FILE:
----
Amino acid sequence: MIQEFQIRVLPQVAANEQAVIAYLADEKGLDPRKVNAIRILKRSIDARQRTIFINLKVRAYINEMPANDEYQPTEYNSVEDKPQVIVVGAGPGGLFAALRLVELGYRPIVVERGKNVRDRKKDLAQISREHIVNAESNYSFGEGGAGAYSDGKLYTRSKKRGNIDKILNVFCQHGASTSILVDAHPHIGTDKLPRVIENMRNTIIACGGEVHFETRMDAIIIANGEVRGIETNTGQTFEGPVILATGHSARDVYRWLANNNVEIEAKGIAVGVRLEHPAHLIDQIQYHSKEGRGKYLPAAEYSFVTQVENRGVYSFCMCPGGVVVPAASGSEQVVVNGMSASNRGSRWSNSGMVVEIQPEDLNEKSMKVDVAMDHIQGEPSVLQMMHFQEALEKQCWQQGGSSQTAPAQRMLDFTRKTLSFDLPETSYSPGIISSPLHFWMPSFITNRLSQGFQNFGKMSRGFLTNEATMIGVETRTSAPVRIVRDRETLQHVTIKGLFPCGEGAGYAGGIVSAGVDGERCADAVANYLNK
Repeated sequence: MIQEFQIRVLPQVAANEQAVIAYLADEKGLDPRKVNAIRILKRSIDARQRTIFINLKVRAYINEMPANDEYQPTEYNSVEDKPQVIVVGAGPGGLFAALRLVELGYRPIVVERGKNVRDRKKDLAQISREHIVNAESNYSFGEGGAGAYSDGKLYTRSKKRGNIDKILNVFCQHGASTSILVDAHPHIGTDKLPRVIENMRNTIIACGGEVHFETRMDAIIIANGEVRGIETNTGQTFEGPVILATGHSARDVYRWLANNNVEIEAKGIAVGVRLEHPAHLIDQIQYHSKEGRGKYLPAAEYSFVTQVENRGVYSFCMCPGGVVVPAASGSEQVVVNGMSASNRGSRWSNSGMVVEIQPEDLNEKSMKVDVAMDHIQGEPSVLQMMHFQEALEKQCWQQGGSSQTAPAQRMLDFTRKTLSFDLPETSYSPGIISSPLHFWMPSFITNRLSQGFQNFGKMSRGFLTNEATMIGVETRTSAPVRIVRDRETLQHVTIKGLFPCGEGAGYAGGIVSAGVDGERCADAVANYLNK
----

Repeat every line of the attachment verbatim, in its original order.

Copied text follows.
Amino acid sequence: MIQEFQIRVLPQVAANEQAVIAYLADEKGLDPRKVNAIRILKRSIDARQRTIFINLKVRAYINEMPANDEYQPTEYNSVEDKPQVIVVGAGPGGLFAALRLVELGYRPIVVERGKNVRDRKKDLAQISREHIVNAESNYSFGEGGAGAYSDGKLYTRSKKRGNIDKILNVFCQHGASTSILVDAHPHIGTDKLPRVIENMRNTIIACGGEVHFETRMDAIIIANGEVRGIETNTGQTFEGPVILATGHSARDVYRWLANNNVEIEAKGIAVGVRLEHPAHLIDQIQYHSKEGRGKYLPAAEYSFVTQVENRGVYSFCMCPGGVVVPAASGSEQVVVNGMSASNRGSRWSNSGMVVEIQPEDLNEKSMKVDVAMDHIQGEPSVLQMMHFQEALEKQCWQQGGSSQTAPAQRMLDFTRKTLSFDLPETSYSPGIISSPLHFWMPSFITNRLSQGFQNFGKMSRGFLTNEATMIGVETRTSAPVRIVRDRETLQHVTIKGLFPCGEGAGYAGGIVSAGVDGERCADAVANYLNK
Repeated sequence: MIQEFQIRVLPQVAANEQAVIAYLADEKGLDPRKVNAIRILKRSIDARQRTIFINLKVRAYINEMPANDEYQPTEYNSVEDKPQVIVVGAGPGGLFAALRLVELGYRPIVVERGKNVRDRKKDLAQISREHIVNAESNYSFGEGGAGAYSDGKLYTRSKKRGNIDKILNVFCQHGASTSILVDAHPHIGTDKLPRVIENMRNTIIACGGEVHFETRMDAIIIANGEVRGIETNTGQTFEGPVILATGHSARDVYRWLANNNVEIEAKGIAVGVRLEHPAHLIDQIQYHSKEGRGKYLPAAEYSFVTQVENRGVYSFCMCPGGVVVPAASGSEQVVVNGMSASNRGSRWSNSGMVVEIQPEDLNEKSMKVDVAMDHIQGEPSVLQMMHFQEALEKQCWQQGGSSQTAPAQRMLDFTRKTLSFDLPETSYSPGIISSPLHFWMPSFITNRLSQGFQNFGKMSRGFLTNEATMIGVETRTSAPVRIVRDRETLQHVTIKGLFPCGEGAGYAGGIVSAGVDGERCADAVANYLNK